Between 2007 and 2009 we adopted a more “nutritarian” style of eating, a term coined by Dr. Joel Fuhrman, author of Eat to Live. This meant way more greens and beans and, over time, less protein supplementation and the elimination of oil from our diet. I quickly dropped 12 pounds of fat and finally started to look leaner. We learned a lot about contest prep as well, and how much work it takes to get lean enough (for most except for a few lucky souls) to get muscle definition. Although we were eating mostly whole foods, we still thought we had to adopt a vegan version of the sort of diets you see in muscle magazines to achieve our goals of looking lean and muscular enough for a few days before a photo shoot...Because that's all it is: a few days at best! Like some of you may be, I still thought it was possible for anyone to maintain a look like that indefinitely if enough work was put in. So, I put in a lot of hours in the gym, ate far less than I should have, and continued to limit starches and fruits.
Pregnancy in 2011 changed everything for me for a while! Back pain due to scoliosis had me training less over time, while simultaneously I was eating more processed foods like bagels or meals out of convenience. I could no longer take supplements of any kind and even cut out caffeine, even to this day. This, combined with new motherhood and a lower back that could not tolerate many exercises, was quite a setback for me! I wondered if I'd ever again “bring the intensity” to the gym, as Derek likes to say. Fortunately, the decision to join the Plantbuilt team in the women's bodybuilding division got me in gear. In eight months, I lost 23 pounds of fat and gained 5½ pounds of muscle. Our contest prep this time around was drastically different than it had been in the past: almost all of our protein came from whole foods. Eating in this fashion, with minimal protein powder and no faux meat, allowed us both to get the leanest we'd ever been. Derek was clearly the biggest and leanest competitor in the men's bodybuilding division, winning his class, and I didn't embarrass myself, which was my goal!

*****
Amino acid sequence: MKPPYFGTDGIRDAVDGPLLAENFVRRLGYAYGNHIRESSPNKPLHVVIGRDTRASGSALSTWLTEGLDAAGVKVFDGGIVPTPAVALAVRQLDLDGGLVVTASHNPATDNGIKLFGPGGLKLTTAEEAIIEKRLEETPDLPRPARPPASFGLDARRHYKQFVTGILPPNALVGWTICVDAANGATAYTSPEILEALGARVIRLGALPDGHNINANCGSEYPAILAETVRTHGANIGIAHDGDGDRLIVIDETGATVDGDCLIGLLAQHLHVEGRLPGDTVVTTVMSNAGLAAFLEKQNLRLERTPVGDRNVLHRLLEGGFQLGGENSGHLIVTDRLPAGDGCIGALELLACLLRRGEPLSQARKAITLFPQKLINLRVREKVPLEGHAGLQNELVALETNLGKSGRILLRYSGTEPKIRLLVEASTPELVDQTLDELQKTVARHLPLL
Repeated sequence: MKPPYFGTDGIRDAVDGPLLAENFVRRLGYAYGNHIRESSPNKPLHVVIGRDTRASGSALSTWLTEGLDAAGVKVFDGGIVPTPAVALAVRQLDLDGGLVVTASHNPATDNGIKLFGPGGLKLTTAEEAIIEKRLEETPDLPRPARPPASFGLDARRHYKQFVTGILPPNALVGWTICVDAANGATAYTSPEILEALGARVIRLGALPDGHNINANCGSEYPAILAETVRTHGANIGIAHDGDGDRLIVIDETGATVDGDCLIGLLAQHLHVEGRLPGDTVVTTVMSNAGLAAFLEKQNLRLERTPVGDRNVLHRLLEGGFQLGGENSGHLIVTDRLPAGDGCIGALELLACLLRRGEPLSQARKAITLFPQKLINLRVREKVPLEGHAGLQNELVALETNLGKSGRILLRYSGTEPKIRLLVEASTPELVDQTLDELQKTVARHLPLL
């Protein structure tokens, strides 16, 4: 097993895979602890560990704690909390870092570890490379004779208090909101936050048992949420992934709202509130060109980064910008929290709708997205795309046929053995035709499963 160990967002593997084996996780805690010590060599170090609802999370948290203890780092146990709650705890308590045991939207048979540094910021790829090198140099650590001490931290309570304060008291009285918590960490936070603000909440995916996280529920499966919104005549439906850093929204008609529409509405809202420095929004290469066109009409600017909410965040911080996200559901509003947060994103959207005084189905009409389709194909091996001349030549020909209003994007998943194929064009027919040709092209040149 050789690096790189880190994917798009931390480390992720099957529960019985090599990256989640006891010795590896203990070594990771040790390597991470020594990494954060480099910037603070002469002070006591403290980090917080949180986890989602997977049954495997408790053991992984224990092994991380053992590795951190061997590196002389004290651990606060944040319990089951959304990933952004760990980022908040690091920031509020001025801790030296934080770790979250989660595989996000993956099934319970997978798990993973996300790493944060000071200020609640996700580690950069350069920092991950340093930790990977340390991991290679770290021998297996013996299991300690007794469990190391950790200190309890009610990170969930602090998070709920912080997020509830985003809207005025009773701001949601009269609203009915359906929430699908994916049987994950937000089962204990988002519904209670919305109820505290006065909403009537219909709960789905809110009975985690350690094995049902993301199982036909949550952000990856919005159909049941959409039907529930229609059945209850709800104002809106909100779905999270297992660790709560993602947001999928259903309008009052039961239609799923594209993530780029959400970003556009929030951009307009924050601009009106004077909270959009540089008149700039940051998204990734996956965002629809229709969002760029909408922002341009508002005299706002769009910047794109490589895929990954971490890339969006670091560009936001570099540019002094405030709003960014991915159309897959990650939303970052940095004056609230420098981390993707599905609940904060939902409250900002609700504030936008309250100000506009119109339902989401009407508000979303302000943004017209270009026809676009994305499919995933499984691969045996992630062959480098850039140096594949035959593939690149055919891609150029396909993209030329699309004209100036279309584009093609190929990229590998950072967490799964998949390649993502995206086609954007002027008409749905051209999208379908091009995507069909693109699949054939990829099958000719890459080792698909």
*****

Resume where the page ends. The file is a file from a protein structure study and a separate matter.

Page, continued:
It is now 2014, and I have seven years of training and diet changes with their associated results to review and analyze to determine my next move. Throughout the years, my diet remained low in fat but my carbohydrate intake increased dramatically while protein decreased. I supplement with protein powder maybe three times a week, and I certainly don't limit starches or fruit anymore! Looking at the seven year span over which I ate various styles of a plant-based diet, I don't see a dramatic difference. Do I look better than I did when I ate more protein? Maybe, maybe not — but I am also training less, and in my opinion it's not enough of a difference to burden my body with processed food and excess protein. Again, my goals have shifted and my aim is now to be as fit as possible while eating a whole foods, plant-based diet with minimal supplements, both to maximize my longevity and health and because I think it makes a better case for a vegan diet.
This evolution of diet can be seen in much greater detail by looking through our blog, Vegan Muscle and Fitness, with posts going all the way back to 2009! Thanks for joining me on my journey!